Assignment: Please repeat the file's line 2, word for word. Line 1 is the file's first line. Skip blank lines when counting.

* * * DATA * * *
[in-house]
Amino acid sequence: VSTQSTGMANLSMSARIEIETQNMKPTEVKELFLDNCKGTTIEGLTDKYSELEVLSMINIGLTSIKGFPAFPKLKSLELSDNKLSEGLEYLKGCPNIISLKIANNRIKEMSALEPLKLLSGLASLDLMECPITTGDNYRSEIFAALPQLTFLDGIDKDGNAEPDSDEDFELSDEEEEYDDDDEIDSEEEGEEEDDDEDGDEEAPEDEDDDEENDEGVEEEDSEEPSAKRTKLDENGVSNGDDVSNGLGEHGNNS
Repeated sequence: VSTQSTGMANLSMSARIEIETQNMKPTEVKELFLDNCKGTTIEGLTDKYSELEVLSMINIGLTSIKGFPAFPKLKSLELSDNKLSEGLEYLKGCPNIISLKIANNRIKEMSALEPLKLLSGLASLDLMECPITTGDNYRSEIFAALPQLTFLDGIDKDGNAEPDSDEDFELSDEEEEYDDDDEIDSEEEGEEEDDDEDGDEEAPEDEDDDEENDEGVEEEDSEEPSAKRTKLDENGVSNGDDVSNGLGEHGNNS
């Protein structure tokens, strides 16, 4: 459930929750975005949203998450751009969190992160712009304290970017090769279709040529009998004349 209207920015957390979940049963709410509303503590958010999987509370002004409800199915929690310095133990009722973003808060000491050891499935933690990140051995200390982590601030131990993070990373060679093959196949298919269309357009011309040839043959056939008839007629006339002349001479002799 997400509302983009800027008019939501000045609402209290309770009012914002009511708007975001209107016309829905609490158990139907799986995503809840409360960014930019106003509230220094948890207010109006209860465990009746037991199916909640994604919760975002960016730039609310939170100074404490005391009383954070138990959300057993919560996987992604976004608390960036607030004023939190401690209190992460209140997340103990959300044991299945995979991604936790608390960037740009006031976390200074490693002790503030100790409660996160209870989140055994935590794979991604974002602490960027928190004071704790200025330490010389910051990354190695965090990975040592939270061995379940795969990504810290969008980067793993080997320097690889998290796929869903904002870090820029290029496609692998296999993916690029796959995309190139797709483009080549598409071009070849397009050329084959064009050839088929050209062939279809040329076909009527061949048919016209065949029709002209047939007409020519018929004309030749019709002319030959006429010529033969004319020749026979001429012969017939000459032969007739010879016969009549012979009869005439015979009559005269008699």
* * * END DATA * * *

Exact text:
Amino acid sequence: VSTQSTGMANLSMSARIEIETQNMKPTEVKELFLDNCKGTTIEGLTDKYSELEVLSMINIGLTSIKGFPAFPKLKSLELSDNKLSEGLEYLKGCPNIISLKIANNRIKEMSALEPLKLLSGLASLDLMECPITTGDNYRSEIFAALPQLTFLDGIDKDGNAEPDSDEDFELSDEEEEYDDDDEIDSEEEGEEEDDDEDGDEEAPEDEDDDEENDEGVEEEDSEEPSAKRTKLDENGVSNGDDVSNGLGEHGNNS